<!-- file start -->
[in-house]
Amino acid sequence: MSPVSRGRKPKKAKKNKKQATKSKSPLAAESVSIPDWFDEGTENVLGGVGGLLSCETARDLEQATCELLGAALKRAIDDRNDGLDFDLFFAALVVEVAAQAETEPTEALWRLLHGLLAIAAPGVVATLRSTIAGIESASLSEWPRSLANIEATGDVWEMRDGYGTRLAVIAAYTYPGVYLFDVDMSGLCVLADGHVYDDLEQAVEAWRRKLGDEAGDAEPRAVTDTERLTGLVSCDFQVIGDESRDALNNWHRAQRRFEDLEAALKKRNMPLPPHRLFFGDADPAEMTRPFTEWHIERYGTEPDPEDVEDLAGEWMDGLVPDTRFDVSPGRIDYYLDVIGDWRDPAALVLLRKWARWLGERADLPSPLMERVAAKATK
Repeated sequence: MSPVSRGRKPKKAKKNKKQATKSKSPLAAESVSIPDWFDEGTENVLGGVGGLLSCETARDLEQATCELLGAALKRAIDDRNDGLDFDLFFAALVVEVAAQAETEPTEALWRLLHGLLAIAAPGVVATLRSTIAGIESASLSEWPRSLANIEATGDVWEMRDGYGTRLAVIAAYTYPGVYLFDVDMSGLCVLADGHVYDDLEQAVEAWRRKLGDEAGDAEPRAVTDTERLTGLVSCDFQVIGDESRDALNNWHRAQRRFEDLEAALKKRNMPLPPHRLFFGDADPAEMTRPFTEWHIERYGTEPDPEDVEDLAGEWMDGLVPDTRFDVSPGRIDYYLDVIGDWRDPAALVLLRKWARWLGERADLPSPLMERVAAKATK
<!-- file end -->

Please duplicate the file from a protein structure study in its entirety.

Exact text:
[in-house]
Amino acid sequence: MSPVSRGRKPKKAKKNKKQATKSKSPLAAESVSIPDWFDEGTENVLGGVGGLLSCETARDLEQATCELLGAALKRAIDDRNDGLDFDLFFAALVVEVAAQAETEPTEALWRLLHGLLAIAAPGVVATLRSTIAGIESASLSEWPRSLANIEATGDVWEMRDGYGTRLAVIAAYTYPGVYLFDVDMSGLCVLADGHVYDDLEQAVEAWRRKLGDEAGDAEPRAVTDTERLTGLVSCDFQVIGDESRDALNNWHRAQRRFEDLEAALKKRNMPLPPHRLFFGDADPAEMTRPFTEWHIERYGTEPDPEDVEDLAGEWMDGLVPDTRFDVSPGRIDYYLDVIGDWRDPAALVLLRKWARWLGERADLPSPLMERVAAKATK
Repeated sequence: MSPVSRGRKPKKAKKNKKQATKSKSPLAAESVSIPDWFDEGTENVLGGVGGLLSCETARDLEQATCELLGAALKRAIDDRNDGLDFDLFFAALVVEVAAQAETEPTEALWRLLHGLLAIAAPGVVATLRSTIAGIESASLSEWPRSLANIEATGDVWEMRDGYGTRLAVIAAYTYPGVYLFDVDMSGLCVLADGHVYDDLEQAVEAWRRKLGDEAGDAEPRAVTDTERLTGLVSCDFQVIGDESRDALNNWHRAQRRFEDLEAALKKRNMPLPPHRLFFGDADPAEMTRPFTEWHIERYGTEPDPEDVEDLAGEWMDGLVPDTRFDVSPGRIDYYLDVIGDWRDPAALVLLRKWARWLGERADLPSPLMERVAAKATK